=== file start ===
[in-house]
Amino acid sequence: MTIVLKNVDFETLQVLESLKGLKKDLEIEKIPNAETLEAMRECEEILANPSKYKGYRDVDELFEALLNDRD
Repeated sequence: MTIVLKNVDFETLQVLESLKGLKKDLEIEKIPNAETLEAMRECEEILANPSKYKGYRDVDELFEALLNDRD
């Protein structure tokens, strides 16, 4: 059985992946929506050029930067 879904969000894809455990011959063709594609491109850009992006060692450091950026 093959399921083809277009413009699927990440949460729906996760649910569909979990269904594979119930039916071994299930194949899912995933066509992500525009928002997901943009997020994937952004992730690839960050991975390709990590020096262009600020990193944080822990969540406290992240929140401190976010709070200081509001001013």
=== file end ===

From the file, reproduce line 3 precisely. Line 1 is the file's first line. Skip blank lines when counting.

Repeated sequence: MTIVLKNVDFETLQVLESLKGLKKDLEIEKIPNAETLEAMRECEEILANPSKYKGYRDVDELFEALLNDRD